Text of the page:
Contributor, IFSEC Insider

December 17, 2021


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Safe Cities

“50% of all women feel unsafe walking home alone in the dark” – How can security tech support?

According to recent figures from the Office for National Statistics, half of all women have felt unsafe at some point walking home alone in the dark. Could technology be the answer to ensuring women can finally feel as safe as their male counterparts walking the streets?

Sexual harassment against females has been under the spotlight for most of this year, with the murders of both Sabina Nessa, and Sarah Everard, highlighting the dangers women face simply walking home.

Despite ONS reporting a total crime reduction of 4% in England and Wales in the 12 months ending in June 2020, more than a third (37%) of the British public cited petty crime, such as mugging and pickpocketing, as a security concern when in a city setting.

In June 2021, the Opinions and Lifestyle Survey (OPN) showed that 42% of adults who reported feeling very or fairly unsafe after dark, had stopped doing at least one of the following in the previous month:

  • Leaving home alone
  • Going to streets or areas that they believe are ‘unsafe’
  • Walking in quiet places such as parks or open spaces
  • Walking in a quiet street close to where they live
  • Going to busy public spaces on their own, e.g. a high street or train station.

In October, IFSEC Global reported on the use of CriticalArc’s SafeZone app in Manchester’s ‘SafeZone alliance’, a city-wide initiative created to safeguard university students as they travel across the city. The initiative enables the three university security control rooms to extend the footprint of 24/7 support beyond campus boundaries, and highlights the growing collaboration in cities between safety and security systems and teams.

For example, if a student is walking home alone late at night through the university campus, that individual will know that university first responder teams are instantly accessible, confirming who needs assistance, their precise location, and the type of incident. To ensure data protection, only when an individual calls for help is the identity and location of that person shared with the university’s security team.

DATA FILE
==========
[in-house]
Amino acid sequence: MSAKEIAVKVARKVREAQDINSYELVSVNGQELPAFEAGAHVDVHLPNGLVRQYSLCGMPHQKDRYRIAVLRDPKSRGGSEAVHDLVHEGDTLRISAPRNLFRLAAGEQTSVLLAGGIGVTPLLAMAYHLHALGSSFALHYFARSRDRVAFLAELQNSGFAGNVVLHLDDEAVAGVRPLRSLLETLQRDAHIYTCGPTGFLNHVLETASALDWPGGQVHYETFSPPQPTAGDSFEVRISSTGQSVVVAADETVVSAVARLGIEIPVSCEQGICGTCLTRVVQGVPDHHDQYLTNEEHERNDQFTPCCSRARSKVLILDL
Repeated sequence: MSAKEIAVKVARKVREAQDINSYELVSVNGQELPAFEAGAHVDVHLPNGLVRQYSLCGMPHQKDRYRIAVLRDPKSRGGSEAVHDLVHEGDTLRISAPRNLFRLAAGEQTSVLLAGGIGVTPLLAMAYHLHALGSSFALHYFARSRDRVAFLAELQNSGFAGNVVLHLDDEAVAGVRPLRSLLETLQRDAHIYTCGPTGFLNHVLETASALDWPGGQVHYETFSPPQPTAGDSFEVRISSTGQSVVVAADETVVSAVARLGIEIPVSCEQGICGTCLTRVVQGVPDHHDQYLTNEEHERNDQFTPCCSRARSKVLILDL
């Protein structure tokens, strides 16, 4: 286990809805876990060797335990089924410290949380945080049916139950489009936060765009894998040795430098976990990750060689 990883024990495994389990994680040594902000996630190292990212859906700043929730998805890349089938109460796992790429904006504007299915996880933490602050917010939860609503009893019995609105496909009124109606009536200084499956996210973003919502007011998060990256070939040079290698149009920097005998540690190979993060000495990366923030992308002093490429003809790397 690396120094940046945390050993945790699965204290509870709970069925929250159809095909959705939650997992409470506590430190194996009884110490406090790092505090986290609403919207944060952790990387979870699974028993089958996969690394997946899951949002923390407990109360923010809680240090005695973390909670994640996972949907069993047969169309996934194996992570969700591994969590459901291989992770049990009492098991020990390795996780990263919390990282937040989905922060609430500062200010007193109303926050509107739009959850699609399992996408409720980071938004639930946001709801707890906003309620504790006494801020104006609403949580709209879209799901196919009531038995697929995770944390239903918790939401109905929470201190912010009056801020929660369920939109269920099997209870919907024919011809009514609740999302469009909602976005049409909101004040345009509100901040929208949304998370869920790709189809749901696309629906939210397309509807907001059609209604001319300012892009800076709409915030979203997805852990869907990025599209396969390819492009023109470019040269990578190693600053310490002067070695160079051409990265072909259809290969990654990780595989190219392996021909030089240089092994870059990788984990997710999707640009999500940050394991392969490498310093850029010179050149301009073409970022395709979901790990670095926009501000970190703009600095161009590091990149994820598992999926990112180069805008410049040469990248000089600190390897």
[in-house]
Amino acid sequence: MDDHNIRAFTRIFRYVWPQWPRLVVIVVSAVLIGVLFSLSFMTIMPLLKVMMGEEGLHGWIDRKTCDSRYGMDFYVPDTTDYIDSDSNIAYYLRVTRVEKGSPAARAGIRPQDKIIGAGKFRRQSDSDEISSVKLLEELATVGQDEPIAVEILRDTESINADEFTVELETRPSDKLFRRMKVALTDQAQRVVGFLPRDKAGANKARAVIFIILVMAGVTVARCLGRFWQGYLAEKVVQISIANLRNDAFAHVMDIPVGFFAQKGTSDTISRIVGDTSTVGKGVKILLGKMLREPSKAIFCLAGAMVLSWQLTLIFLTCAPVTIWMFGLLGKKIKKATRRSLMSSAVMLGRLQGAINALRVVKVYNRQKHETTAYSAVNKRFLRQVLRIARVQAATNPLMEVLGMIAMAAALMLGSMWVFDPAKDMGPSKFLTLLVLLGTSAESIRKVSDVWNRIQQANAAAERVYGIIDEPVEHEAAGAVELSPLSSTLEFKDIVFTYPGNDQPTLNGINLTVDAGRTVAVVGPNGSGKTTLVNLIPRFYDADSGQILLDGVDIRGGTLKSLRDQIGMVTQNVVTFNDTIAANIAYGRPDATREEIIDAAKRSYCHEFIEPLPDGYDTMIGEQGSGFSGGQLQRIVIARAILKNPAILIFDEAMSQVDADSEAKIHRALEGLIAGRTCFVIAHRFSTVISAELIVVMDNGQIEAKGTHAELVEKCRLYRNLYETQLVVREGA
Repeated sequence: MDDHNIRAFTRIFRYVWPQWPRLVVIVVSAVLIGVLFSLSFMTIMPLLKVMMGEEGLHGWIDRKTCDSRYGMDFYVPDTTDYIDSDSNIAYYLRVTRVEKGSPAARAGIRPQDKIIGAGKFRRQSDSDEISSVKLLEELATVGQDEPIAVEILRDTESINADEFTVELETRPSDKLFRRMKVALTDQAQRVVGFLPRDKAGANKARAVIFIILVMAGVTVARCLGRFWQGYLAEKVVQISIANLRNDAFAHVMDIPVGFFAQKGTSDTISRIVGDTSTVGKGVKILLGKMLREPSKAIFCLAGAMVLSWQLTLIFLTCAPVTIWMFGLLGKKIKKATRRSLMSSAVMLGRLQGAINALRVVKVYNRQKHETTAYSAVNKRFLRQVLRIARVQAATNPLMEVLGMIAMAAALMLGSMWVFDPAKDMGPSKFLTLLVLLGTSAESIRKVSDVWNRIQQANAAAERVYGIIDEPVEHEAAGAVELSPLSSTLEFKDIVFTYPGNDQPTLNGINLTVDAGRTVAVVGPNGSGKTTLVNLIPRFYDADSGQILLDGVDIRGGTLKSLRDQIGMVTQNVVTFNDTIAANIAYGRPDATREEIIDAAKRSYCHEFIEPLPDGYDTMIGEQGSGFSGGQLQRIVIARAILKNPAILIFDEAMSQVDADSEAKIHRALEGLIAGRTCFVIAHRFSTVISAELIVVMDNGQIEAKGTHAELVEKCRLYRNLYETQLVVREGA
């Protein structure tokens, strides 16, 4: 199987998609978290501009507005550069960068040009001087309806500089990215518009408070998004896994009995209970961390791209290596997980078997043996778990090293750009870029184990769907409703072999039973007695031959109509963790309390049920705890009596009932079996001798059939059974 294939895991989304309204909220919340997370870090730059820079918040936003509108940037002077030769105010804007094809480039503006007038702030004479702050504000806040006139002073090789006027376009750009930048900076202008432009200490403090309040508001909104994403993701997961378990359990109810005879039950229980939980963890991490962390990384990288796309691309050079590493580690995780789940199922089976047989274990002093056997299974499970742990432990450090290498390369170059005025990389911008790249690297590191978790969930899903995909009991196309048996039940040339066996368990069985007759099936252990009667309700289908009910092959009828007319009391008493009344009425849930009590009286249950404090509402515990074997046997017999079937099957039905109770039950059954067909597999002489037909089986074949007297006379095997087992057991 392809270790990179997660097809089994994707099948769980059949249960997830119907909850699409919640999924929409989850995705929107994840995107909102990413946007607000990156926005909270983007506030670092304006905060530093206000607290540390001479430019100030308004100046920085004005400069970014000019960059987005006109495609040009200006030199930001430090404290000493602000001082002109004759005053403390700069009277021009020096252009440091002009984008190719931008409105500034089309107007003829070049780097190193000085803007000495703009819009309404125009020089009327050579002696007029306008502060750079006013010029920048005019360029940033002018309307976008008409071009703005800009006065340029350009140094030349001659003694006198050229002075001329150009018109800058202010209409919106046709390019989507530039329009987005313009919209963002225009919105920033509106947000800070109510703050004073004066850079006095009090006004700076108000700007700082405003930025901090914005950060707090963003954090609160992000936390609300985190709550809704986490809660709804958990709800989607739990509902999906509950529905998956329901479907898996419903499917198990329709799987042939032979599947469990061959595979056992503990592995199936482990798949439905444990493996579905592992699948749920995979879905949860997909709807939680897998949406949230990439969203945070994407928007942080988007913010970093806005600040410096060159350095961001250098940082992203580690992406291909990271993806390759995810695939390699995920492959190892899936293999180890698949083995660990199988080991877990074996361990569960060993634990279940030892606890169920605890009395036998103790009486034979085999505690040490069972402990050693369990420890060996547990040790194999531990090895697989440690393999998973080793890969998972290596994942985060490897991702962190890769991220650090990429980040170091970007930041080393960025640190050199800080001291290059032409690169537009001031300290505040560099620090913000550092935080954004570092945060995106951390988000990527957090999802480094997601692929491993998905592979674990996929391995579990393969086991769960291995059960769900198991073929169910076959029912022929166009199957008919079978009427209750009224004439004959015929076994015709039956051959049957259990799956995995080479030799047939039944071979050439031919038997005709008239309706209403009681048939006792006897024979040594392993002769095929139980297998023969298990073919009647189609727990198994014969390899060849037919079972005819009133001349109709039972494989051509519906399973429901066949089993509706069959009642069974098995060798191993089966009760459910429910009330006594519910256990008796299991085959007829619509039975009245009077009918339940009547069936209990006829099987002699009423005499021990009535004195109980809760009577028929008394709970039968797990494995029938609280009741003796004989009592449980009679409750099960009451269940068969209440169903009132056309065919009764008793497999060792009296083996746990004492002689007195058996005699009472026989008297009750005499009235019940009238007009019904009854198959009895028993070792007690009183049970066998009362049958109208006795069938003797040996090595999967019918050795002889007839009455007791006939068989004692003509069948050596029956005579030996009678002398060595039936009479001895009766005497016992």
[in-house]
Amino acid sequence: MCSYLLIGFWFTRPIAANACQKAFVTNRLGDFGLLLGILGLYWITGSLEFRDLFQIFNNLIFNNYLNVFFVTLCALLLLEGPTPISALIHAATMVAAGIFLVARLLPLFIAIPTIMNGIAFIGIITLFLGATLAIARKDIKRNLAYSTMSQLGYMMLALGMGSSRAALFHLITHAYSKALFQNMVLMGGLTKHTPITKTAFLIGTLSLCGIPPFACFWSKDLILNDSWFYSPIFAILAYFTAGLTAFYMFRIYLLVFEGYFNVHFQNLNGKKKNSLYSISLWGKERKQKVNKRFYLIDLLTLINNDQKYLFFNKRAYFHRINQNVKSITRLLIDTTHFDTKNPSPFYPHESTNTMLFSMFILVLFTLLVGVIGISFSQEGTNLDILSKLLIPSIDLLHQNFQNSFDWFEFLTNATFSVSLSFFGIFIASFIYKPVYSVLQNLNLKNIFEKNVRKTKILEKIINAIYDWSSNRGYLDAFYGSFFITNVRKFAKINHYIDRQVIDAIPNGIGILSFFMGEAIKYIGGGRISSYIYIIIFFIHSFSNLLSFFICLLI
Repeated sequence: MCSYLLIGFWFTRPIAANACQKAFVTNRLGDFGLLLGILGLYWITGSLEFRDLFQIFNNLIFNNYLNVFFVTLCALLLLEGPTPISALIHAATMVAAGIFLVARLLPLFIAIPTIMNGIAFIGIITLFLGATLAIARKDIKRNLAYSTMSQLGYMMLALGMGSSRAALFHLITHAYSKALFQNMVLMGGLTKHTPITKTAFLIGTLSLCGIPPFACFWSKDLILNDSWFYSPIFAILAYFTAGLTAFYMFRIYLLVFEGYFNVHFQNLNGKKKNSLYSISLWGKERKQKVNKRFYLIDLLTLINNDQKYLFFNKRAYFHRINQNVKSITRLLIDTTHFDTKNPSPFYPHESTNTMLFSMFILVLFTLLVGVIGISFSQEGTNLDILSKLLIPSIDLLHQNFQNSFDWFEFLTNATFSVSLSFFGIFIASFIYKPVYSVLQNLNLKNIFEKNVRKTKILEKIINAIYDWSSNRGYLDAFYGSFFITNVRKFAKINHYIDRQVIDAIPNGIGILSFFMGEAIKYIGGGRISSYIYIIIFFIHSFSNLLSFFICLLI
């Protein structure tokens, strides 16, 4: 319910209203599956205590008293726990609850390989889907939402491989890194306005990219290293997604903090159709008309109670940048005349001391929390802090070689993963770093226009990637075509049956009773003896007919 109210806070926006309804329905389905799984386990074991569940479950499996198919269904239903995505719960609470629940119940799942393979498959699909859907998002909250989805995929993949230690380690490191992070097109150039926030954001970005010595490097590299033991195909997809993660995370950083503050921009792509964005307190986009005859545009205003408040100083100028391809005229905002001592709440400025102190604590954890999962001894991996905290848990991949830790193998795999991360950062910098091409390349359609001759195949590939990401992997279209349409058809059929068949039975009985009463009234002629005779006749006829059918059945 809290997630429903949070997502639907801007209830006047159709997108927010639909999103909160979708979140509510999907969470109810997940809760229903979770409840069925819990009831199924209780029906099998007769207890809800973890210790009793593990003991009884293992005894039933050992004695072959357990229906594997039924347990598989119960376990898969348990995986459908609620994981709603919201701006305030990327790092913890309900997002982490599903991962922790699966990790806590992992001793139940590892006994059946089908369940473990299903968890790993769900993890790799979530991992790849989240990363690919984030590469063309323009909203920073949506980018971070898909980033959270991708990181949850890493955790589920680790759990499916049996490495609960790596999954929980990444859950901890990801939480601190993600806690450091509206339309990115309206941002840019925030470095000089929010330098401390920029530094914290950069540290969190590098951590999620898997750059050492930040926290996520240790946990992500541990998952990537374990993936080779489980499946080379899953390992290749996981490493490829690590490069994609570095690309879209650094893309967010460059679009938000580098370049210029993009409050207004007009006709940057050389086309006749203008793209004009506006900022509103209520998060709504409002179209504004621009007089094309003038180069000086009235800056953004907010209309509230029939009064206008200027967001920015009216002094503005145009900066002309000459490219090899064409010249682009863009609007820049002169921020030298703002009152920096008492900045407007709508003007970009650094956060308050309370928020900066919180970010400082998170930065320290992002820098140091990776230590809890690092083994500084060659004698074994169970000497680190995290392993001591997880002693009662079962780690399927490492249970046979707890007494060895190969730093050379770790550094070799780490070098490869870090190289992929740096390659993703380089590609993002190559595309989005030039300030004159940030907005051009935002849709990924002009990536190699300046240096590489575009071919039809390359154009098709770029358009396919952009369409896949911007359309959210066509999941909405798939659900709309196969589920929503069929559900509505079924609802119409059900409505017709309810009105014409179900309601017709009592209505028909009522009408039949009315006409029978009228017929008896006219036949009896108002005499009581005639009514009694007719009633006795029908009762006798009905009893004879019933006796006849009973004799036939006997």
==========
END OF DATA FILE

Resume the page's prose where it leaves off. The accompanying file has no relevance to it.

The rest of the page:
With women across the UK turning to their own methods to feel safer when they are out at night, many argue that solutions like these need to be extended to the wider community. The WalkSafe App, founded by Emma Kaye after she experienced harassment first-hand, is now the fastest growing safety app in the UK.

The University of Bath is also developing its own response to the issue, creating a women’s smartphone app called Epower. The technology uses artificial intelligence (AI) to immediately send security alerts if it senses the user is in distress, through monitoring changes in heart rate and motion.

Professionals believe that apps like these could soon help aid prosecutions, with data from the Crown Prosecution Service for 2020 showing that of the 58,845 rapes recorded, only 2,102 were prosecuted, with 1,439 resulting in convictions.

In July, the Home Office launched a £5 million fund to help improve the safety of women in public spaces at night. Some of the successful bids include initiatives involving technology.

For example, police in Bristol are using new kits to test whether drinks have been spiked in nightclubs.

Cheshire police are improving current call handling technology to provide an instant visible and reassuring response to a female calling for support.

West Yorkshire Combined Authority is promoting access to an online link with safety information for women on public transport, such as bus tracking, so there is no longer a need to stand alone at a bus stop.

Underlying issues remain

However, Farah Nazeer, Chief Executive at Women’s Aid, told the BBC the issue of safety cannot be solved by tech alone: “Whilst technology – such as safety apps on phones and smartwatches – can play a role in helping women feel safer on the streets, these interventions are temporary sticking plasters, which ignore the real cause of male violence against women.

“Women feel unsafe on our streets, not because of a lack of street lighting or safety apps, but because of the culture of sexism and misogyny, which makes violence against women and girls all too common. It must not be tolerated any longer.

“Far too many women continue to tell us that their experiences at the hands of violent men are belittled, disbelieved and dismissed by police and the criminal justice system – the very services that are supposed to protect us.

“We must focus on challenging the sexist attitudes that are deeply rooted in these services and systems, so that women can walk home feeling confident that they are safe and protected.”

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